Homeownership rising among 25- to 34-year-olds but stable overall, latest government figures show
The government has hailed an increase in the number of young people owning their own homes.
The latest English Housing Survey found 41% of those aged 25-34 were homeowners in 2018/19, up from 36% in 2013/14, matched by a proportionate decline in the number of young people in the private rented sector.
However, the government survey found the overall rate of homeownership remained stubbornly stable, for the sixth year in a row. It said 64% of England’s 23.5 million households were owner occupiers, down from the peak of 71% reached in 2003.
It found the increase in young people owning had been offset by growth in the number of older people aged 55-64 living in rented accommodation, leaving the overall ownership rate unchanged.
Housing secretary Robert Jenrick said the government was doing everything it could to make the “dream of home ownership” a reality for more people. “It’s great to see this is happening for more young people who have taken that first step onto the housing ladder.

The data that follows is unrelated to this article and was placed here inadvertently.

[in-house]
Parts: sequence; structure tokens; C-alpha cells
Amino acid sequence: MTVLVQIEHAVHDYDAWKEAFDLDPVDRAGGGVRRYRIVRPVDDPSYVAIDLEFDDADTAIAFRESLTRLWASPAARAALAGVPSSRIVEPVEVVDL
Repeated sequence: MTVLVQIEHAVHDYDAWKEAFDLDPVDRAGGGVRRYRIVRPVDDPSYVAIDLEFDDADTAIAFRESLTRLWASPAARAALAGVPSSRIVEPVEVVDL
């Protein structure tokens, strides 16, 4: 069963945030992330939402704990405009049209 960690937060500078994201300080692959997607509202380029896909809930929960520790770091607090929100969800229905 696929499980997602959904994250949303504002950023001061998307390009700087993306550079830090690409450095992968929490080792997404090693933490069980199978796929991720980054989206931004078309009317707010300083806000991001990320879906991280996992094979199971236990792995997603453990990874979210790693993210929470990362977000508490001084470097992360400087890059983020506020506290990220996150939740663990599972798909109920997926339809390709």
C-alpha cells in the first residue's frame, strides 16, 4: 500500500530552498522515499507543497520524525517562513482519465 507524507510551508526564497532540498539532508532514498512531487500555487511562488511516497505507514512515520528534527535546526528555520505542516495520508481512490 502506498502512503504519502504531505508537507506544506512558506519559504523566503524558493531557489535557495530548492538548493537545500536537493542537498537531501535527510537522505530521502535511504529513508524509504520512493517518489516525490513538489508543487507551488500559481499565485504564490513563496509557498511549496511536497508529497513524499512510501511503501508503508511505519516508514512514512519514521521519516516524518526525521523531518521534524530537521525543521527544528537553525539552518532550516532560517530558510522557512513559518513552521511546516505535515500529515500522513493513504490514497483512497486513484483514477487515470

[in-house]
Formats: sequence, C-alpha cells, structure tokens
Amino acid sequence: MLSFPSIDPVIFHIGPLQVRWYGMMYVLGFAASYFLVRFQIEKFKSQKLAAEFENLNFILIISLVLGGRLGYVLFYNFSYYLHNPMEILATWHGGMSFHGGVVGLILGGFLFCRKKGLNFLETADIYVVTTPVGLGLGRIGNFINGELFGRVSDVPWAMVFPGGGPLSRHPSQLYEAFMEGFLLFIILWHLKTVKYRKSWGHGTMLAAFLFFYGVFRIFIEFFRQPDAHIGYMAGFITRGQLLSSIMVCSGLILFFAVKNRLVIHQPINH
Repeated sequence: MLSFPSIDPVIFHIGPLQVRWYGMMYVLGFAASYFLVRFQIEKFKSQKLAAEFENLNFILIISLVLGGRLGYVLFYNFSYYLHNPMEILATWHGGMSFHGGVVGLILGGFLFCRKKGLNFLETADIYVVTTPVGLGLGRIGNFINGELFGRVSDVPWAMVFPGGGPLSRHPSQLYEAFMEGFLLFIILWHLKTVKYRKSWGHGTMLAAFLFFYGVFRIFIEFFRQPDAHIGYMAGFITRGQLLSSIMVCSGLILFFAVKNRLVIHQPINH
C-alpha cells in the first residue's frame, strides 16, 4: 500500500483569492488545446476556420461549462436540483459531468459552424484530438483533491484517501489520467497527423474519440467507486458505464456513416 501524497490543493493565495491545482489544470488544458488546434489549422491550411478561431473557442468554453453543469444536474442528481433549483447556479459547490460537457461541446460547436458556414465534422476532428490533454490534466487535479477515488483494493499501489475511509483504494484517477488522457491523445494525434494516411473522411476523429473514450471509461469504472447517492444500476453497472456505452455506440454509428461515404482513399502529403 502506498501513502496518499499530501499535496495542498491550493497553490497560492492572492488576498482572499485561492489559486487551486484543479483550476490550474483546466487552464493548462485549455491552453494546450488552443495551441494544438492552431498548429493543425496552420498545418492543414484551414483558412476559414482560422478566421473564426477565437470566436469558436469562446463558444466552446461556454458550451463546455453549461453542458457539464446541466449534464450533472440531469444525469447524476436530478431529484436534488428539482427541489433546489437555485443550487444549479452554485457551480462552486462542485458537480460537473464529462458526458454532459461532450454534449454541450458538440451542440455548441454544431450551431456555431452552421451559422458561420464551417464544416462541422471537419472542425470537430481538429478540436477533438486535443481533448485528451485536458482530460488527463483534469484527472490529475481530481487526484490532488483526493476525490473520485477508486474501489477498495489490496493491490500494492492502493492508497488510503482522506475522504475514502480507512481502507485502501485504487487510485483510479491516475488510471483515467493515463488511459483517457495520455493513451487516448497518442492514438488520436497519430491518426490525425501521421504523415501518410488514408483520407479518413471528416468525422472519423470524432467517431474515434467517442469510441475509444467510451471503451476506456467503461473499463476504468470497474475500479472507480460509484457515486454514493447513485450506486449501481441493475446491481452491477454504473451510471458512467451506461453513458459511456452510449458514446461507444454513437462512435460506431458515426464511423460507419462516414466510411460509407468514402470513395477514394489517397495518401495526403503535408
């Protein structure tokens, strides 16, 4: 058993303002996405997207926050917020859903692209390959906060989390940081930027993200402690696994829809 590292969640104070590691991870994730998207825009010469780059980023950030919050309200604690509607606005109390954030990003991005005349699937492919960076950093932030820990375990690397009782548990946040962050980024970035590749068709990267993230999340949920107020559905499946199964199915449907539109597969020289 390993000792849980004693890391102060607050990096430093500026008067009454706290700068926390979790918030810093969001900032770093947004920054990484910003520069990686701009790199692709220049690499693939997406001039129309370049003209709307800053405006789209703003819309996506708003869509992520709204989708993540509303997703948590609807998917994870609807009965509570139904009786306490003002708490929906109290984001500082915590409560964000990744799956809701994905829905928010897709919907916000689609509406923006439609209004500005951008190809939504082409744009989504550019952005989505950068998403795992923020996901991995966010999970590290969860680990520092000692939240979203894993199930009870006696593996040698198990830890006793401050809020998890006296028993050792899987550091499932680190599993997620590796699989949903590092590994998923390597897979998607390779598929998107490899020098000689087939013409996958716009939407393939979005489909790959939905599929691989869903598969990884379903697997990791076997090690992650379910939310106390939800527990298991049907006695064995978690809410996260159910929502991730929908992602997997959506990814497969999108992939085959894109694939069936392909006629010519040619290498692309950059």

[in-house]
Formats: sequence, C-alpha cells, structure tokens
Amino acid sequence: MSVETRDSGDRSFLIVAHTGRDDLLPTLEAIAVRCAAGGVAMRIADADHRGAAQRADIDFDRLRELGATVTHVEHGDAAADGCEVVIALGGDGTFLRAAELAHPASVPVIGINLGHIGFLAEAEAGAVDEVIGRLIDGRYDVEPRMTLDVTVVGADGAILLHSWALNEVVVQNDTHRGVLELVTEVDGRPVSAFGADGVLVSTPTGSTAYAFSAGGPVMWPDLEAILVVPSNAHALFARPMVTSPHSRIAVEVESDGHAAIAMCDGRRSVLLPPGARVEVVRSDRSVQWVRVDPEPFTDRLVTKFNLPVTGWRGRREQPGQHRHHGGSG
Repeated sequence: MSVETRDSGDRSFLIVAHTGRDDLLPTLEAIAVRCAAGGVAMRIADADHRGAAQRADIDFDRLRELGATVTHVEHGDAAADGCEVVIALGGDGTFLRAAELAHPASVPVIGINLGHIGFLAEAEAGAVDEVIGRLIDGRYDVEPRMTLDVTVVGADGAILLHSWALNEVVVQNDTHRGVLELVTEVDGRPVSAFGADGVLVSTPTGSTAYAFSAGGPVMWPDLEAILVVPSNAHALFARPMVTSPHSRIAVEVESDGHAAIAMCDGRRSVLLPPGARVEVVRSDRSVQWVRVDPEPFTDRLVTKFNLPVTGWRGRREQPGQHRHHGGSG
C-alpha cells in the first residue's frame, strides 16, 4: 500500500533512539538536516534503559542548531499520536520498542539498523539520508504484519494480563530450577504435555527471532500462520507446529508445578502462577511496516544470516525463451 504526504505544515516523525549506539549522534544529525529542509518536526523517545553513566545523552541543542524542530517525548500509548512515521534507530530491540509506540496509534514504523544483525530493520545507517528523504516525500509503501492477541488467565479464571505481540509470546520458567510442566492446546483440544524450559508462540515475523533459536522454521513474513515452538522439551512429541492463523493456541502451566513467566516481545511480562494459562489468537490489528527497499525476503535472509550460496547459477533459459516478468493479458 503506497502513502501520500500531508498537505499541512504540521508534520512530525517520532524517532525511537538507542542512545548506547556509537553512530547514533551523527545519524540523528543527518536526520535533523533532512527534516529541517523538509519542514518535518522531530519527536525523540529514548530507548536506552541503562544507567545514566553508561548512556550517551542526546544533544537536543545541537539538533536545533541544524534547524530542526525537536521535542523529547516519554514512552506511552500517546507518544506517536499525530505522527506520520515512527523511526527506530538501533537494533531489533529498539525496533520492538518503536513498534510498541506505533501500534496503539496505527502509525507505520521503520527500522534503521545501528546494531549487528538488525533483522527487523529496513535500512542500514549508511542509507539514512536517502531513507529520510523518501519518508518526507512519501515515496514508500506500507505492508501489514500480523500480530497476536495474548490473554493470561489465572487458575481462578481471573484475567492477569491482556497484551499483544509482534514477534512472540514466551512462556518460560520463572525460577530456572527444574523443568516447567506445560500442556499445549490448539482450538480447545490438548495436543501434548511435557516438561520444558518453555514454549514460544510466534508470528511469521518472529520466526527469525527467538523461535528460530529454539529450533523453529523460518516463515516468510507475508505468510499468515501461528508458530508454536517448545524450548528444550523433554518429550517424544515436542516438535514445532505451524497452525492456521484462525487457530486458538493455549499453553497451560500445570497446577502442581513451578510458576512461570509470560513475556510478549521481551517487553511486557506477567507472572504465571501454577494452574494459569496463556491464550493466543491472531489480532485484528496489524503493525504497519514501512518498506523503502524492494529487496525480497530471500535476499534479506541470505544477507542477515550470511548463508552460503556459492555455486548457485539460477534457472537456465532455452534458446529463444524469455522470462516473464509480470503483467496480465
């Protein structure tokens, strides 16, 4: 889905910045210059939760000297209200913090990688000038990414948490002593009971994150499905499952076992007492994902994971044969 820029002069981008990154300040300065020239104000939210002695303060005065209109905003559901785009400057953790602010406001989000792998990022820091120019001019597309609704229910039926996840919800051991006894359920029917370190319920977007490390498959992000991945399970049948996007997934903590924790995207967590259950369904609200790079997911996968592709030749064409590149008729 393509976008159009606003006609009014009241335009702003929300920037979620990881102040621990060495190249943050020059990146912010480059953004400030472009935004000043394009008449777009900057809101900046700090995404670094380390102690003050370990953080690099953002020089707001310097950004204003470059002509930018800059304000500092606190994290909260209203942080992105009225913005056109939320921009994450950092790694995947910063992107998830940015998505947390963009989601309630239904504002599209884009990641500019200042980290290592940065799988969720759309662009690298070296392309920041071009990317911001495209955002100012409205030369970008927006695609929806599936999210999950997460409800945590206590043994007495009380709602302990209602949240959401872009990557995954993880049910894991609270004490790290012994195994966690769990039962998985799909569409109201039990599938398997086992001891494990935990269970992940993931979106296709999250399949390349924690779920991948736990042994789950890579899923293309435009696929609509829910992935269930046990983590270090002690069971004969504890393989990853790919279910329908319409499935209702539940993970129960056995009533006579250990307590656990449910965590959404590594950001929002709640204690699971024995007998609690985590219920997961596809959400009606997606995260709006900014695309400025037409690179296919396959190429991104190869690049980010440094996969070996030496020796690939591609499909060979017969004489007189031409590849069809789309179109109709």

“We’re continuing to work to improve standards in the private rented sector, making buying a home more affordable and building homes fit for the future.”
The news follows figures, released late last year, showing the number of net additions to the housing stock in 2018/19, at 241,000, was the highest since the data started being recorded 20 years ago. However, much of last year saw housing starts falling due to uncertain market conditions.
Joseph Daniels, founder of modular developer Project Etopia, said the Help to Buy policy, which is due to be cancelled in 2023, was behind the recovery in homeownership in this age bracket, but that homeownership was still unaffordable in many parts of the country.
He said: “This points to a welcome softening in affordability issues but much more progress needs to be made. It will take considerable time and momentum until owner occupancy among younger people returns to the 59% seen in 2003-04.”